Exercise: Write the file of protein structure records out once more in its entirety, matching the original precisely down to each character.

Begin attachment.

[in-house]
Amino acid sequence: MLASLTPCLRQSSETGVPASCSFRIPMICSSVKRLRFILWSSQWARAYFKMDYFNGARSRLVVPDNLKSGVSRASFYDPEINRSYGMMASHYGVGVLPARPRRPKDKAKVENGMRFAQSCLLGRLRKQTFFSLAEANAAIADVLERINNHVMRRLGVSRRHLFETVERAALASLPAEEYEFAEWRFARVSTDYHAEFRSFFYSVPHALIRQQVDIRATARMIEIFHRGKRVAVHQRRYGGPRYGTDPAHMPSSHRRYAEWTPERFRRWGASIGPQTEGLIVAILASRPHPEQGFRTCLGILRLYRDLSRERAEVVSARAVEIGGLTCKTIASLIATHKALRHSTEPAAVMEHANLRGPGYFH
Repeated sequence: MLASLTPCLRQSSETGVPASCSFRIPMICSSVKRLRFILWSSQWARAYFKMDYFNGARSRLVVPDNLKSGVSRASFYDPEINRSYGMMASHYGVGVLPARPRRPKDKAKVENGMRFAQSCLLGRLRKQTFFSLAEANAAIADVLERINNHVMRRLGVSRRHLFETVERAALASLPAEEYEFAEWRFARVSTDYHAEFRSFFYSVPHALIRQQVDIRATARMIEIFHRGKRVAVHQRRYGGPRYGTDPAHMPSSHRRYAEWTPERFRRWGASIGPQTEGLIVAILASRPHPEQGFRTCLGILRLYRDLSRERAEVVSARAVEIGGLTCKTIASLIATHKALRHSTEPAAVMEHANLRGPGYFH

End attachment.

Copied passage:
[in-house]
Amino acid sequence: MLASLTPCLRQSSETGVPASCSFRIPMICSSVKRLRFILWSSQWARAYFKMDYFNGARSRLVVPDNLKSGVSRASFYDPEINRSYGMMASHYGVGVLPARPRRPKDKAKVENGMRFAQSCLLGRLRKQTFFSLAEANAAIADVLERINNHVMRRLGVSRRHLFETVERAALASLPAEEYEFAEWRFARVSTDYHAEFRSFFYSVPHALIRQQVDIRATARMIEIFHRGKRVAVHQRRYGGPRYGTDPAHMPSSHRRYAEWTPERFRRWGASIGPQTEGLIVAILASRPHPEQGFRTCLGILRLYRDLSRERAEVVSARAVEIGGLTCKTIASLIATHKALRHSTEPAAVMEHANLRGPGYFH
Repeated sequence: MLASLTPCLRQSSETGVPASCSFRIPMICSSVKRLRFILWSSQWARAYFKMDYFNGARSRLVVPDNLKSGVSRASFYDPEINRSYGMMASHYGVGVLPARPRRPKDKAKVENGMRFAQSCLLGRLRKQTFFSLAEANAAIADVLERINNHVMRRLGVSRRHLFETVERAALASLPAEEYEFAEWRFARVSTDYHAEFRSFFYSVPHALIRQQVDIRATARMIEIFHRGKRVAVHQRRYGGPRYGTDPAHMPSSHRRYAEWTPERFRRWGASIGPQTEGLIVAILASRPHPEQGFRTCLGILRLYRDLSRERAEVVSARAVEIGGLTCKTIASLIATHKALRHSTEPAAVMEHANLRGPGYFH